A local school teacher engaged us in conversation during dinner, afterwards he took it upon himself to show us around his town, this was great but after a while, the inevitable happened in that he took us to his mate’s shops, carpet shops, clothes shops and asked for a donation to his school.
We did get a lot out of the tour but it leaves a sour taste when there’s a charge and attempts at sales. I don’t think we will be falling for this trick again. A noisy and hot night in the hostel, no air con and a market right outside our window, ear defenders are working out to be a must have as we use them most nights.

We have had no internet for the last couple of days so are going by using old long routes I had plotted on Garmin, and mainly the street signs.
We did head off towards Fes and Chefchaouen, but pretty soon the road to Chefchaouen headed North East away from Fes so we abandoned the northern route and just headed for Fes.
The morning was spent cycling through the poor rural areas again, the afternoon had less habitation so we spent a long time cycling in 35 degrees with just fields and passing cars.
We thought we were going to have to wild camp, I was pretty tired so only had a few more miles left in my legs when we stumbled on an oasis of a sign stating hotel with swimming pool.
The hotel, was behind a service station and yes there was a pool but there was no water in it.
Evening meal was cooked by chef Gary tucked out of the way from the forecourt. Pasta tuna and vegetables. (out of the way means in the car park)
Some observations from today.
Ginette has her cycle legs back and is leaving me behind, especially when some dogs came barking. Seems I am fair game as long as she gets away.
There are lots of well-preserved waterholes in which the locals gather to feed their animals, wash and take large water containers back to there homes (I presume from this they have no running water). I so want to get a good photo but feel I need to ask permission as I have been told off for taking pictures here.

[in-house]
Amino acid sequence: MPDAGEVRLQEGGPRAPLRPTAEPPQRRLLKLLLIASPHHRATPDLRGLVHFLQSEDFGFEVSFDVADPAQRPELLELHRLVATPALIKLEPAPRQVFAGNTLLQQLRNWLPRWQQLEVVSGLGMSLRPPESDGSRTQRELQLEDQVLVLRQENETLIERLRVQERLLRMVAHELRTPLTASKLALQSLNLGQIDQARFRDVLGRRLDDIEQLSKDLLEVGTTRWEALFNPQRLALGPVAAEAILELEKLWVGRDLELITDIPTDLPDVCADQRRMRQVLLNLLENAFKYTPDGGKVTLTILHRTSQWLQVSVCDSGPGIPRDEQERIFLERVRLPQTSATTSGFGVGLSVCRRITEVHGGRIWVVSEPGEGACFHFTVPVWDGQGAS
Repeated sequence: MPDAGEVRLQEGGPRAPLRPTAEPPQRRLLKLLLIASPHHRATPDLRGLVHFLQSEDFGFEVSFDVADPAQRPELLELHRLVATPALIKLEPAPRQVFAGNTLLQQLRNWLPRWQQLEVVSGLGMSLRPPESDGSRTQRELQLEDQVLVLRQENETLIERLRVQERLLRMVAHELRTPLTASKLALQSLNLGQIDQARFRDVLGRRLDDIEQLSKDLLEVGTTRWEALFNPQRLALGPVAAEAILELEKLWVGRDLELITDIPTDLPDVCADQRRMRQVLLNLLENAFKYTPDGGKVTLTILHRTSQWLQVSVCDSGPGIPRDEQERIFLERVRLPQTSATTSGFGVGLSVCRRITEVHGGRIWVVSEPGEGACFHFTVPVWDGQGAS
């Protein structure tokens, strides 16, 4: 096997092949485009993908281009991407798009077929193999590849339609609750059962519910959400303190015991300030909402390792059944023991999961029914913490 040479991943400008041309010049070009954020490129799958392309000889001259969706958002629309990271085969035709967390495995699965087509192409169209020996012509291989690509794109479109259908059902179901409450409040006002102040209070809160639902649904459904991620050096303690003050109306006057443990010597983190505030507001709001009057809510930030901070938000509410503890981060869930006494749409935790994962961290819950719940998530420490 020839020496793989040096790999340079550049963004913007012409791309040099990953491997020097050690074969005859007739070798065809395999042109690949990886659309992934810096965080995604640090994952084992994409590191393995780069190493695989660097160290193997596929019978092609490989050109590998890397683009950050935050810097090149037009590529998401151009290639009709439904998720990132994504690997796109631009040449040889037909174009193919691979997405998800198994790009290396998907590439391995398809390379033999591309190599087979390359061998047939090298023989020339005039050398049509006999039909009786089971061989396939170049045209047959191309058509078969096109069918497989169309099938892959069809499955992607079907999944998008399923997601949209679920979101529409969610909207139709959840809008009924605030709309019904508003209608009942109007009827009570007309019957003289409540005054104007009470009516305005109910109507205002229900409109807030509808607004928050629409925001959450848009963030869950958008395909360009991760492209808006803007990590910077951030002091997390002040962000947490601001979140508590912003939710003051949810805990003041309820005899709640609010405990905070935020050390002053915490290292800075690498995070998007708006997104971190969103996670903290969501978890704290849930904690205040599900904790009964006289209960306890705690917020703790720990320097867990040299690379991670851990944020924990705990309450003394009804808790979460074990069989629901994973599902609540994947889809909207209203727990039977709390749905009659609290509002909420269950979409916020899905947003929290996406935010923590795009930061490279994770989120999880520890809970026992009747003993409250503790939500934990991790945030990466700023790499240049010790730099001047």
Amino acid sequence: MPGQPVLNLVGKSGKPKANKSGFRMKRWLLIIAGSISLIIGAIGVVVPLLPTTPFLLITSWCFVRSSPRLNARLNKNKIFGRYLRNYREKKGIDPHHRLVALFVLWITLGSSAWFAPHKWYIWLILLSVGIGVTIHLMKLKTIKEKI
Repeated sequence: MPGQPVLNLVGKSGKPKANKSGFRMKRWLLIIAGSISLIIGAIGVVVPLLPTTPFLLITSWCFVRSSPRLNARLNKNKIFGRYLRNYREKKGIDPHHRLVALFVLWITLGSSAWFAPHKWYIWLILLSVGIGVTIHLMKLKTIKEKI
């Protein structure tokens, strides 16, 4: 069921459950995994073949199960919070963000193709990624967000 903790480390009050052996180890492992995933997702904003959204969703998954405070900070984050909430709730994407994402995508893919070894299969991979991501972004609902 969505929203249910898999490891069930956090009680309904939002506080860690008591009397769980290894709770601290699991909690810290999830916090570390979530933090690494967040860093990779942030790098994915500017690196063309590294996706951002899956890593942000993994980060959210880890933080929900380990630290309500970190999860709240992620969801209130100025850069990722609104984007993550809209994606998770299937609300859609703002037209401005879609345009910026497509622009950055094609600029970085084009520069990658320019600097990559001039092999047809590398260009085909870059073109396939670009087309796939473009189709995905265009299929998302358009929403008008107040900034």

There is loads of rubbish just thrown by the street sides.
Lots of children ride and work the donkeys.
People wait by the side of the road and hitchhike any passing vehicles
We are drop toilet and no loo roll land
Lots of poverty, poor and old-fashioned farming methods
Cafes full of men drinking tea and coffee, rarely and women.
Loads of stray cats.
Gimmick shops sell long thin pipes for smoking the weed man.
Regular police stop points en route, we are waved on by but many vehicles are stopped.


The service station hotel was quiet and had air con which was good, not so good was the dinner I was providing for the Mozzies. I have several raised and very itchy bites to add to my collection.

Breakfast was cereal with water (Gary had sparkling water).

The day was one of some bumpy bits and views across the hilly area, including a large water reservoir. We are both tired, it’s Ginette’s turn today be the slower one. She has a tummy bug and is going for a Guinness record on the amount of times you can go to the toilet (this is the fourth day so we will find a friendly pharmacist in Fes).

I have again discovered what Coffee and coke do to my body when trying to ride a bicycle. At the 20k mark it felt like someone had turned a switch and zapped all my energy, it dawned on me I had started the day with a coffee, then had a coke at about 10k. I will avoid these in the future the low is not worth the small high.

At one break we finally had WiFi access so booked a room in Fes, whilst the local lads played table football listing to western rap music about cock sucking, nice.
Ginette is hot and weary and has lost the use of language, a simple task of asking for something from her top box turned into a cave girl grunt and point session, ugg, but considering her bad um she is in good spirits.

The temp today was 38 degrees and our water bottles are warm yuk!

The Riad we are in at Fes is really nice, just the like the one in Tangiers but the people seem nicer, speak good English and are welcoming. The room is cleaner with far more privacy. We are going to have a day off tomorrow so that we can explore the city.


2 thoughts on “Gibralter to Fez

  1. Julie Young

    OMG how you two enjoy this I don’t know I really think you can’t possibly be my brother sometimes. But you really know how to live life to the full the pair of you . love to you both. x